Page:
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Should COVID-19 vaccination be mandatory?
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  1. Juan Victor Ariel Franco1,2
  1. 1 Editor-in-Chief, BMJ Evidence-Based Medicine, Buenos Aires, Argentina
  2. 2 Research Department, Instituto Universitario Hospital Italiano de Buenos Aires, Buenos Aires, Argentina
  1. Correspondence to Dr Juan Victor Ariel Franco, Research Department, Instituto Universitario del Hospital Italiano de Buenos Aires, 1199 Buenos Aires, Argentina; juanfranco{at}bmj.com

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Mandates for lockdowns seem to be implemented less hesitantly despite greater uncertainty regarding their supporting evidence and trade-offs.

Some countries have recently introduced a new series of restrictions, including military-enforced lockdowns, to reduce the surge of new cases attributable to the spread of the delta variant.1 Lockdowns may be effective tools to reduce the number of cases, and subsequently death attributable to infectious diseases; however, as a complex intervention, there are important uncertainties as to which of its components may be more effective and what are the ideal triggers for implementing and lifting each restriction.2 In addition, lockdowns and some of their components have sparked heated debates considering the short-term and long-term harms, especially in the area of school closures.3 Moreover, people may comply with lockdown regardless of its mandatory component, although the effect size of these voluntary restrictions might be smaller,4 and there might be substantial differences in the implementation of these interventions targeting complex behavioural changes across different cultures and settings. On the other hand, vaccine uptake has reached a plateau due to vaccine hesitancy in countries where sufficient supply is guaranteed, and this might be a substantial contributor to breakthrough cases in what has been called ‘a pandemic of the unvaccinated’.5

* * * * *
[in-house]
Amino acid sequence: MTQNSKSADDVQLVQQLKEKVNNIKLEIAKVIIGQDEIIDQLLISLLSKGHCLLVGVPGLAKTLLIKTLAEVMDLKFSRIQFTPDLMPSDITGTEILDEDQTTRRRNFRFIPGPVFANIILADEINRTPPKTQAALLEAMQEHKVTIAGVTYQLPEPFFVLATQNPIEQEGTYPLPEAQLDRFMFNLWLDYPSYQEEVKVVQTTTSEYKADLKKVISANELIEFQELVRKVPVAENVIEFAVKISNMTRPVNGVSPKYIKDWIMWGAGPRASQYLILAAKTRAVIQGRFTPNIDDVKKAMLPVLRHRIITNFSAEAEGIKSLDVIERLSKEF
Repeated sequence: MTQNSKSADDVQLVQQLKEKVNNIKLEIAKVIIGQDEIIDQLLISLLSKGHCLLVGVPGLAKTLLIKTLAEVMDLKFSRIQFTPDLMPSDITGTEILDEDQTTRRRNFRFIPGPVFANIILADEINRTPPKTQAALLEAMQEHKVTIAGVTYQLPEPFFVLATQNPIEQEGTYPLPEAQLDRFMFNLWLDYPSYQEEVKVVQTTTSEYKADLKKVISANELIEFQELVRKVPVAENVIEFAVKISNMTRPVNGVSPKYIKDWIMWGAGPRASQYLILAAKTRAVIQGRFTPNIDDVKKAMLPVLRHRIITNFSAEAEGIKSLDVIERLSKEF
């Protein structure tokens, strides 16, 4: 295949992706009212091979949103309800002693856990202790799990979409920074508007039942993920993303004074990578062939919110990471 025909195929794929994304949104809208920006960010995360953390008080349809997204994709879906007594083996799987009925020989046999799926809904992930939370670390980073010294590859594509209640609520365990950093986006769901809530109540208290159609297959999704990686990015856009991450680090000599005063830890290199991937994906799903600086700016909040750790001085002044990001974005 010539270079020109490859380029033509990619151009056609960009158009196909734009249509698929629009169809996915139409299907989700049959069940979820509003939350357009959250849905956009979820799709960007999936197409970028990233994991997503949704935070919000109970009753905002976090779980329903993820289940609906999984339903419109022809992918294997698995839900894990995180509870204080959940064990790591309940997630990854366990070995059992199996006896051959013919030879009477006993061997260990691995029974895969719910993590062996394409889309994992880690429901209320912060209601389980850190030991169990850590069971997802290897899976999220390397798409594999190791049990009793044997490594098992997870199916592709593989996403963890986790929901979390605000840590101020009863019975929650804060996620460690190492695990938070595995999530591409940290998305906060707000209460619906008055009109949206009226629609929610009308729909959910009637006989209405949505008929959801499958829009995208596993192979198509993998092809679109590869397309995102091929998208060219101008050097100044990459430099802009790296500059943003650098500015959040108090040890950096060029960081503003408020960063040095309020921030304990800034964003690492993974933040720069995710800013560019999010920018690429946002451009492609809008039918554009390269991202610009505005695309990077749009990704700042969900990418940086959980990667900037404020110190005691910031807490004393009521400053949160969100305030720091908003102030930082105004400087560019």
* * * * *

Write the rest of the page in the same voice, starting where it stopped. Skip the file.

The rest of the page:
COVID-19 vaccines are highly effective, and there are good reasons to consider the investigation of the effectiveness of universal vaccine mandates for the general population, especially in the context of rising cases and the subsequent implementation of mandates for lockdowns with likely inferior effectiveness and greater harms.

Considering the evidence from randomised controlled trials and observational data from countries with high vaccination rates, they effectively reduce cases, hospitalisations and deaths.6 7 Additionally, while there are ongoing concerns regarding the effects of vaccines on transmissibility among vaccinated individuals and delta, there seems to be only a modest reduction in their effectiveness against this variant.8 9 While there are also concerns regarding the level of transparency of vaccines and the lack of long-term safety data, it is very likely that the benefits of vaccination largely outweigh potentially rare long-term harms.10 There have been compelling cases made for mandatory vaccinations in healthcare workers, balancing not only their benefit but also their patients’ against the risks of staff quitting and possibly increasing staff shortage. The impact of this risk might vary in different contexts, as some care homes found in public consultations that half their workers would be against this policy, but others successfully implemented vaccine mandates along with education and support with no severe repercussions.11 12 Vaccine mandates are not new nor rare: over a hundred countries had vaccine mandates before COVID-19, primarily for childhood vaccinations, and more than half of these countries implemented different types of penalties to enforce such mandates.13